Wednesday, July 12, 2006


It’s been a crazy month. After my husband got back up on his legs, our son and his wife had a little baby girl! Such fun…

So, why did I name this posting “New Baby/New Garden”? Well, think about it. When you have a brand new baby the doctor checks to be sure all is fine. There are tests to be taken, and analyzed; there are new skills to be learned; there are fun things happening and grungy chores to be dealt with; and we look forward to pleasant surprises with a few bumps along the way. Yes, they are VERY much alike!

Let’s start with the tests. They are the most important and critical start to that new baby’s life. If there are any medications or special cautions to be taken, we learn about them as soon as possible. The same thing applies to the garden.

If you’re working with a brand new garden, get a soil test done! It will tell you all about the good AND the lacking issues with your soil. Contact your State University Extension Service for details. I have all of the New England Extension Services listed here. You tell them what you’re planning to plant, and they will tell you exactly what to add in order to amend your soil.

With a new baby, you begin to make wonderful plans for that little person. You get a Baby Journal and begin to add photo’s and comments about the baby’s progress. In the garden, a Journal works very well also. I’d suggest you get one of them, it will make things fall into place very nicely. Photographs of your garden will be wonderful. Before and after pictures are a great way to track your progress and learning.

Before you bring that baby home, you purchased furniture and other “things” like diapers, clothing, powder, baby oil, etc. etc! The same applies to a gardener. You’ll need some tools, small and large to help you manage you new tasks.

Just like you have to change dirty diapers with your new baby, you’ll also have to do some weeding, digging and planting in the garden. Some of this you’ll love, some you might want to delegate to others!

I’m sure you can think of many other comparisons. Realize that just as a baby grows into a wonderful person, your garden will evolve into a place of grand pleasures. Enjoy it!
More coming!


At July 13, 2006, Anonymous Anonymous said...

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At July 15, 2006, Blogger Alice said...

Congratulations, Grandma - is this your first grandchild? I hope everyone in the family will share in the love and joy a new baby brings - and yes, even the work, too.

I liked your analogy with gardening as well.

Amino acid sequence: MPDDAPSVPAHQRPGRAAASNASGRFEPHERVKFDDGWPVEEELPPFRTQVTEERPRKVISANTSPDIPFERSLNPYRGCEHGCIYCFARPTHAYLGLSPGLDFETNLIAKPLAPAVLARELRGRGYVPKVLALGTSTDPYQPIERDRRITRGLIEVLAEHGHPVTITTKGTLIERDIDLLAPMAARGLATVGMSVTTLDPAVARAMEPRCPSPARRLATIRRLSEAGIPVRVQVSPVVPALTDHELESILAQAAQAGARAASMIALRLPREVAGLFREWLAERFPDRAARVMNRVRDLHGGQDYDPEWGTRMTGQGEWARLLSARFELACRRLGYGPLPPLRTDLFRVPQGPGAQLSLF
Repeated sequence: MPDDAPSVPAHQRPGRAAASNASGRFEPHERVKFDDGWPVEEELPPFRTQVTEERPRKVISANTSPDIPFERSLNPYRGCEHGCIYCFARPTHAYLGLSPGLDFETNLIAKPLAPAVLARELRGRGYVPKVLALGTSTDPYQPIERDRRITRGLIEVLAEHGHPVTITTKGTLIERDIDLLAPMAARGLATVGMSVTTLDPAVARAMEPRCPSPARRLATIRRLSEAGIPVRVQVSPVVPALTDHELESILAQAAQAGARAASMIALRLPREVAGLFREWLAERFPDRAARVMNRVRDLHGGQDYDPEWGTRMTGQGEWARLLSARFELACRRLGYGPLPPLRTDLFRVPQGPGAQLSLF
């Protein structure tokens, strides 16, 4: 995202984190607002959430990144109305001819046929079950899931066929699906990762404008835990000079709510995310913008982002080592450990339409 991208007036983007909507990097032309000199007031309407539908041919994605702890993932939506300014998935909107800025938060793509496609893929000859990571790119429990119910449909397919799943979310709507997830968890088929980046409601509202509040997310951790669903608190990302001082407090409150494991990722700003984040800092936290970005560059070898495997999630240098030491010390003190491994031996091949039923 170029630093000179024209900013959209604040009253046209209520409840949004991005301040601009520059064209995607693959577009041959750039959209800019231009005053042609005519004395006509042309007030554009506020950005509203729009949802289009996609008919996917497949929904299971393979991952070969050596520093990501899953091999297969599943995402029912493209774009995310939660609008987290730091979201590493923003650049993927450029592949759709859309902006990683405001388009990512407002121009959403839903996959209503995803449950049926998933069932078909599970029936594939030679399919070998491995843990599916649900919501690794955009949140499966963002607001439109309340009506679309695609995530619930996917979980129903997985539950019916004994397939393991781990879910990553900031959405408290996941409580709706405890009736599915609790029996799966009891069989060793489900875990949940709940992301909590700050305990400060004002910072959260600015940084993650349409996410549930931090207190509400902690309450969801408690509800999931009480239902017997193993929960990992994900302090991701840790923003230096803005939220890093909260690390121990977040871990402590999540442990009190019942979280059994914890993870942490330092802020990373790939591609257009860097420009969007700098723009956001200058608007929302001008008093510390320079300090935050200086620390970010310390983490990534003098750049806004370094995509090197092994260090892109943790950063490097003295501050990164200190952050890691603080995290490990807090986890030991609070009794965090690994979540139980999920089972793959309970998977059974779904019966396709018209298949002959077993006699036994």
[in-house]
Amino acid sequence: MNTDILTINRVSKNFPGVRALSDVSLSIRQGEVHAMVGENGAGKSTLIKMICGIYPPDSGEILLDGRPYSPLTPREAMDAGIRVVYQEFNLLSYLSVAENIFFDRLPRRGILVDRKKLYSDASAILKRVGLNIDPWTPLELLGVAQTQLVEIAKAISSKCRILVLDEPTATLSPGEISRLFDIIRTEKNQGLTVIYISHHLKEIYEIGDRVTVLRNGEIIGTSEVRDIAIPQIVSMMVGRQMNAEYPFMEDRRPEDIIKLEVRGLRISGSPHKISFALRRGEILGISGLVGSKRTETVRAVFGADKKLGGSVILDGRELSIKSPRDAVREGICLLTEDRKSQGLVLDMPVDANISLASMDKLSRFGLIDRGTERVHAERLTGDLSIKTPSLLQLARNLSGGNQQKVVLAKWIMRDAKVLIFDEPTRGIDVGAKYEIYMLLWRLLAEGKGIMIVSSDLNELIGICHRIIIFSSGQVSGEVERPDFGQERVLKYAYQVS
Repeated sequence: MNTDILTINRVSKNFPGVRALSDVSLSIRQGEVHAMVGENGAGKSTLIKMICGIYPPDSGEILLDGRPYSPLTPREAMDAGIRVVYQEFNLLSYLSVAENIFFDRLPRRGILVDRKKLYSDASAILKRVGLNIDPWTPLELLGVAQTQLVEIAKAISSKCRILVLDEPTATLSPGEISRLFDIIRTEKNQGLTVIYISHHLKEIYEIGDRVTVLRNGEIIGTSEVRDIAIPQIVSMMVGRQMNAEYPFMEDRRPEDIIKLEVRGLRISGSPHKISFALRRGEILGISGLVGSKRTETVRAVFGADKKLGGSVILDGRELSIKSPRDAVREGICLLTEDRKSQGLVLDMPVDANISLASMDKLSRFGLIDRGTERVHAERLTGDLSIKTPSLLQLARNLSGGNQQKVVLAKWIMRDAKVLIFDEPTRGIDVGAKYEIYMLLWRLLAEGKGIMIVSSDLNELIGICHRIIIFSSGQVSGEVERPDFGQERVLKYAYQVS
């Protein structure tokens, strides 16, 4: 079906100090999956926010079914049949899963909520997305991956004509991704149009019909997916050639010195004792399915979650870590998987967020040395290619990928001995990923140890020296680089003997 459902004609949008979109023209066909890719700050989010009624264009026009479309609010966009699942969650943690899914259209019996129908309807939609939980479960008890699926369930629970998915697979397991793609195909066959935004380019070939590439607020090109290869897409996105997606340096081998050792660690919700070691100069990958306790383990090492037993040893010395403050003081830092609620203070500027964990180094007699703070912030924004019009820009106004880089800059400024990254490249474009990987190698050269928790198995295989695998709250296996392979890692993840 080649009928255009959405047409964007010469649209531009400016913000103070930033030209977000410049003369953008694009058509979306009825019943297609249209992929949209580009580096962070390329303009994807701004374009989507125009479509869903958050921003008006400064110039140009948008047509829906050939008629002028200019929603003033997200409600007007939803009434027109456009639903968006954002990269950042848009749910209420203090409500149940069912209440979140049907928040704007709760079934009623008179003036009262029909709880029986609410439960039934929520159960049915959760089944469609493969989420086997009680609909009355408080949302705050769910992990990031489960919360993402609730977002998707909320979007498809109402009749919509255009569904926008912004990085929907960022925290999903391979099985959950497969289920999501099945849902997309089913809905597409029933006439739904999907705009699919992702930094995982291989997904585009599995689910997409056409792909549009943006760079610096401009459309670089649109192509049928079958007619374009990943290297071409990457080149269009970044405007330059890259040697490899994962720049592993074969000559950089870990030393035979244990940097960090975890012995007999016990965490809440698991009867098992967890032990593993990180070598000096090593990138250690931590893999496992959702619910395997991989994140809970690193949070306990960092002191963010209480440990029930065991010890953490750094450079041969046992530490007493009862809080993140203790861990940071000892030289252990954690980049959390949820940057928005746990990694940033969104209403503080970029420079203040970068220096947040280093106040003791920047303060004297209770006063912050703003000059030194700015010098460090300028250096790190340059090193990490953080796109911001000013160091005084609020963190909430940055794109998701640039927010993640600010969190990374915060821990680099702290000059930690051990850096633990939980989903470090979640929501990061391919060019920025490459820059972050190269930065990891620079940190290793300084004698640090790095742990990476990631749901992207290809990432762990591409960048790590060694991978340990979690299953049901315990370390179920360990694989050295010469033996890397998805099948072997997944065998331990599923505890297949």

At July 15, 2006, Blogger North Country Maturing Gardener said...

Thank you!

At July 20, 2006, Blogger Tim said...

I love your analogy of new baby, new garden. Yes, my wife Sara often looks upon her roses and other flowers as her “babies.” She nurses them very carefully and nurtures them with the best possible nourishment. She makes sure that they’re protected from the cold and provides shade to shield them from the scorching sun.

Sara and I do our gardening on Gabriola Island, one of the Southern Gulf Islands off the coast of British Columbia, Canada. I leave the weeding to her, because frankly I am not able to recognize a desirable plant from a so-called weed. I see all plants as beautiful, and so does our daughter June (a.k.a. Hedgehog).

In fact Hedgehog gets mad everytime I mow the lawn. She loved dandelions as a little girl, and even though she is ten now, she still loves to blow on them. So when the yellow flowers fall victim to the lawnmowers blade, she lets out a shriek of protest. “Stop! What are you doing? You’re killing those beautiful flowers!”

It got to be so bad, that we had to set aside a corner of our garden for her weeds. She calls it her Wild Garden, and anything and everything does grow there. Now I know full well that experienced gardeners discourage such a thing, since weeds can spread uncontrollably and they do harbor insects and pests. However, these people don’t take into account a father’s affection for his daughter.

Please tell your son that being blessed with a baby girl is undoubtedly the best thing that ever happened in his life. I’m not exaggerating—that’s exactly how I feel. We also have a son, Jim, now eight, but June has given us more moments of mirth and happiness than we can count. And that’s not counting the challenges involved in raising a girl.

Raising roses is not dissimilar. You have to make sure that they get just the right amount—but not too much—sun and moisture. Never water them from above before nightfall, because the water droplets on the leaves will lead to mold and other fungal infections.

We spray our roses with Scorpion Juice, made by a wonderful company called Advanced Nutrients. It is an inoculum that protects the plant from a number of pathogens, including the one that causes Black Spot. And if you’ve ever raised roses, you must know about Black Spot!

In fact, Sara and I feed our plants exclusively with 100% organic nutrients such as Iguana Juice Grow and Bloom. You should see how her window boxes—full of petunias and geraniums—react to being nourished by this wonderful product. They perk right up and start growing full of vigor, with incredibly vibrant blooms!

We have some crimson, as well as delicate pink geraniums and petunias in many different shades of purple. The simple act of looking out our windows becomes a great pleasure with these splendid flowers filling the eye.

As far as journaling, we just recently started our own gardening blog. Please come and visit and see the beautiful pictures of Sara’s flowers and my vegetable garden. You’re absolutely right, keeping track of your gardening activities adds to the pleasure of this rewarding hobby.


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